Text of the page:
The Long and Short(cake) of It | Jackson Free Press | Jackson, MS

The Long and Short(cake) of It


Let's get a few things straight: The perennially "fresh" dessert shells stored next to the berries in the produce section aren't shortcake. Those flavorless pucks of kitchen sponge are the Twinkies of the shortcake world, and have all the nuance and nutritional value of their close relative. Shortcake does not involve shriveled fruit suspended in a gelatinous red goo. Despite what your 7-year-old nephew might believe, shortcake is not just a socially acceptable vehicle for pounds of whipped topping. You might enjoy all these things, separately or in concert, but they are pretenders¬ómere shadows of shortcake's potential.

Shortcake is simply a lightly sweetened biscuit or scone. It's widely thought that American cookbook author Eliza Leslie published the first strawberry shortcake recipe in her 1847 cookbook "The Lady's Receipt-Book," which called for split rounds of dense pastry, fresh strawberries macerated in sugar, and an icing made of sugar and egg whites.

That said, no one out-maneuvers the British when it comes to shortcake, having had centuries to perfect Cream Tea: rich, crumbly scones smeared liberally with jam and clotted cream. My maternal grandmother spent time in England as an Air Force wife, and later passed on her love of scones and the ritual of tea to her grandchildren. Since clotted cream was difficult to find (until the advent of the international aisle), my gran would ply us with strawberry jam and whipped cream, thus beginning my shortcake obsession. Here in the South, scones evolved into mile-high biscuits with jelly or fruit butter. Your grandma's biscuit dough (lightly sweetened, rolled in sugar) would likely make an excellent shortcake, although my husband swears his grandmother would frown upon the notion.

Shortcake with fruit is not pretentious, but it does have dignity. It's equally at home on paper plates as on heirloom china, lauded by kitchen minimalists and gourmands alike. I'm currently in love with the resiny undertone of rosemary combined with the bright sweetness of strawberry, and this recipe plays on that pairing. I'm a sucker for whipped cream (homemade or extruded directly from a can into my mouth), but mascarpone blended with whipping cream closely resembles the clotted cream from my gran's fabled Cream Teas.

Macerated Strawberries

2 pints strawberries, stemmed and quartered
Juice from half a lemon
1/4 cup sugar

Toss in a bowl, and leave standing at room temperature for 30 minutes to an hour until juicy. In a separate bowl, mash or puree a cup of berries with the juices, then add back to the bulk of the berries. Refrigerate until assembly time.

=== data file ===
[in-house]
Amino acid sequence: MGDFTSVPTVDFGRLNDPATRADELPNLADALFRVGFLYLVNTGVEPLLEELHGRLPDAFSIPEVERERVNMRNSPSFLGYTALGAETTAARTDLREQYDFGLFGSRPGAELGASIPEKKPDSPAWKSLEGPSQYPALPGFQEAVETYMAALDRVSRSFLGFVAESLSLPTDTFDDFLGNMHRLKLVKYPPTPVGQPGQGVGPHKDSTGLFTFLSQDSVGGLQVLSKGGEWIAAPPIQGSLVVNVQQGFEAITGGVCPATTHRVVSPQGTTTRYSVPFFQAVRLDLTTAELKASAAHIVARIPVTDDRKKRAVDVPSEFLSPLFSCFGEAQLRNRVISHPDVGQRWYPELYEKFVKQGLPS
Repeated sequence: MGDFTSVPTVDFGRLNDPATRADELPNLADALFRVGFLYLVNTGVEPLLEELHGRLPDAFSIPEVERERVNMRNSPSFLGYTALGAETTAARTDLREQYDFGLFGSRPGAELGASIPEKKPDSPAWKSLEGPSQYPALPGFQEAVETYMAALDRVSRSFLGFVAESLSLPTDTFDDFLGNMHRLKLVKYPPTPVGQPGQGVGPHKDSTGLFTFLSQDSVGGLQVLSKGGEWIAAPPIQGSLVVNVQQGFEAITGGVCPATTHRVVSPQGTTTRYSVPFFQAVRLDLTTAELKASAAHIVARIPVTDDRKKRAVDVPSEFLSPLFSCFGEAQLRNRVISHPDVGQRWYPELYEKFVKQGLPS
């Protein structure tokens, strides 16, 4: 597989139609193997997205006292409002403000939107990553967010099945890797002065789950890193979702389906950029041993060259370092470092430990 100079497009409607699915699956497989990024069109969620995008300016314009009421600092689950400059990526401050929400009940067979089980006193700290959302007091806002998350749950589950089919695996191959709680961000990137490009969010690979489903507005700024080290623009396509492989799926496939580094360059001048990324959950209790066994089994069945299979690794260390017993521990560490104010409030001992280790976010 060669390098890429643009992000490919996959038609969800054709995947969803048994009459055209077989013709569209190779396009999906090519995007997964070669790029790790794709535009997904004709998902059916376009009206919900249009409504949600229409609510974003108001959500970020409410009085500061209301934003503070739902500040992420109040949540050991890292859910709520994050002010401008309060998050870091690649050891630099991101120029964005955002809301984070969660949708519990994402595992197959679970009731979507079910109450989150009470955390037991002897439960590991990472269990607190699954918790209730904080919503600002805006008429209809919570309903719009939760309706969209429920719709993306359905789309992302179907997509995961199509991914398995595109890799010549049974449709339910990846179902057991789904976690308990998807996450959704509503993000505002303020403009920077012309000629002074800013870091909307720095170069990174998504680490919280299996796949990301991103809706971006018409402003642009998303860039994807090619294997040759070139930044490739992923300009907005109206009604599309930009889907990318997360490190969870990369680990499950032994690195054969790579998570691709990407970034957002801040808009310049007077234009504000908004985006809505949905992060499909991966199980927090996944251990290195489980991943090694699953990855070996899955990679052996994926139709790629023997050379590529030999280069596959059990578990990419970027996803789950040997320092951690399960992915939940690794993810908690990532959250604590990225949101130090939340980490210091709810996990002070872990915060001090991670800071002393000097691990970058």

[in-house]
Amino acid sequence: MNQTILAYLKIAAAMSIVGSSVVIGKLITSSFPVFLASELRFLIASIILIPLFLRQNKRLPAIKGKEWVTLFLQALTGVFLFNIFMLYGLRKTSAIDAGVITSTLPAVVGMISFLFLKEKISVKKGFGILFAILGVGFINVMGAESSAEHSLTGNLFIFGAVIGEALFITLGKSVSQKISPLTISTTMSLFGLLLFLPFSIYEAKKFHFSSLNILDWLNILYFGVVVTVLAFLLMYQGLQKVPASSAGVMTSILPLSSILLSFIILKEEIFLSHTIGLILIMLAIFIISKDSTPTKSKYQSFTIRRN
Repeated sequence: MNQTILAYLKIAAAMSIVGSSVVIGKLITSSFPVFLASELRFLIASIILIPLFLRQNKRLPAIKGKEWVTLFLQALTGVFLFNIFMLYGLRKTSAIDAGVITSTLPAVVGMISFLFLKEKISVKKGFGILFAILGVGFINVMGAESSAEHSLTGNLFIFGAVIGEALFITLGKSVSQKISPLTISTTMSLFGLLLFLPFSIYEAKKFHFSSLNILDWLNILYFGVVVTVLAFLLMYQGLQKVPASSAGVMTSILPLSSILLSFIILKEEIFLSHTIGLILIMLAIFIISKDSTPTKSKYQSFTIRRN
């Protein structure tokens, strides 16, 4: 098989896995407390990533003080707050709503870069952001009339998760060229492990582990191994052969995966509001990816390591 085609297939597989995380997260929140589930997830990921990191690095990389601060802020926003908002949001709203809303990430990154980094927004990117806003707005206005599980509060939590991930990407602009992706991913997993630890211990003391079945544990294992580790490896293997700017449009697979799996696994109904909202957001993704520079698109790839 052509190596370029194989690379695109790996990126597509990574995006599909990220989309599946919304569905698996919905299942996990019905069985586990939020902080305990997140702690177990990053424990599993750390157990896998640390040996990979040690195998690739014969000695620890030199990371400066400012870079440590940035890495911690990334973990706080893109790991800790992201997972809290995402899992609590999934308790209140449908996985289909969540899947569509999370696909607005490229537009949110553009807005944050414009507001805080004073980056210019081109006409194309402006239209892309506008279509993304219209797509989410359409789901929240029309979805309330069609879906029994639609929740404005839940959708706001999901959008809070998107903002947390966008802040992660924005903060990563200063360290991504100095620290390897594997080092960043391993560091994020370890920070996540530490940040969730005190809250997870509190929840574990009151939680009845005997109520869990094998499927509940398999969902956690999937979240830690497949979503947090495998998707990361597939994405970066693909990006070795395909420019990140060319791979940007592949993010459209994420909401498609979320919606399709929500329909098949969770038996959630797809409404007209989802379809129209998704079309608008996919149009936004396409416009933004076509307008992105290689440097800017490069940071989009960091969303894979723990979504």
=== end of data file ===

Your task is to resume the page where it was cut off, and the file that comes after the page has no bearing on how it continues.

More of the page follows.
Lemon-Rosemary Shortcakes

1 egg, plus 1 egg yolk
1 cup heavy cream
1 1/2 tablespoons lemon zest, finely grated
1 tablespoon fresh rosemary needles, minced, plus sprigs for garnish
2 1/2 cups all-purpose flour or whole wheat pastry flour
1/2 cup sugar, plus extra for topping the dough before baking
1 tablespoon baking powder (make sure it's fresh; old baking powder can ruin the finished product)
1/2 teaspoon salt
6 tablespoons cold unsalted butter, diced

In a small bowl, beat the egg and yolk until it lightens in color, then whisk in cold cream. Refrigerate the mixture while you assemble the rest of the ingredients. Combine all the dry ingredients in a large bowl, and then add butter. There are a few ways to integrate the butter into the mixture: You can work very quickly and rub the butter into the flour mixture, or use a pastry blender/cutter to cut in the fat. I prefer to pulse the butter and flour mix in my food processor, because I'm all about quick rewards. Whichever method you use, the resulting mixture should resemble small peas.

In a large bowl, add the cream/eggs mixture to the dry ingredients and stir to combine. Turn the dough onto a floured surface, and shape into a thick mound. If your dough seems overly loose, you can cover it and let it rest in the refrigerator for an hour.

Divide the dough into eight to 12 smaller pieces, and then roll them into smaller rounds. Work the dough quickly, or you'll wind up with highly aromatic cardboard. Sprinkle their tops with sugar before transferring to a parchment lined baking pan. Bake on the center rack at 400 degrees until fragrant and golden, about 15-18 minutes, and cool on a wire rack.

Mascarpone Cream

1 small tub Mascarpone cheese (you may use a block of cream cheese)
1/2 cup cream

Whip cream until soft peaks form. Add mascarpone, and whip until thoroughly combined.

Putting it all together
To serve, slice the cakes in half horizontally, and place the bottom on a deep plate or shallow bowl. Dole heaping spoonfuls of fruit and juice onto the cake bottoms, and follow with a dollop of mascarpone cream. Replace the top halves of the shortcakes, and top with remaining fruit and Mascarpone. Garnish with rosemary sprigs.

This recipe is fluid, and you can add your own twist to it. You can use flavored sugars, which add depth to macerated fruit; or add nuts and dried fruit to the shortcake dough. Boozy whipped cream or unadorned yogurt as a topping are also variations to consider. The beauty of fruit shortcake is its adaptability to seasonal fruit and your particular culinary voice.

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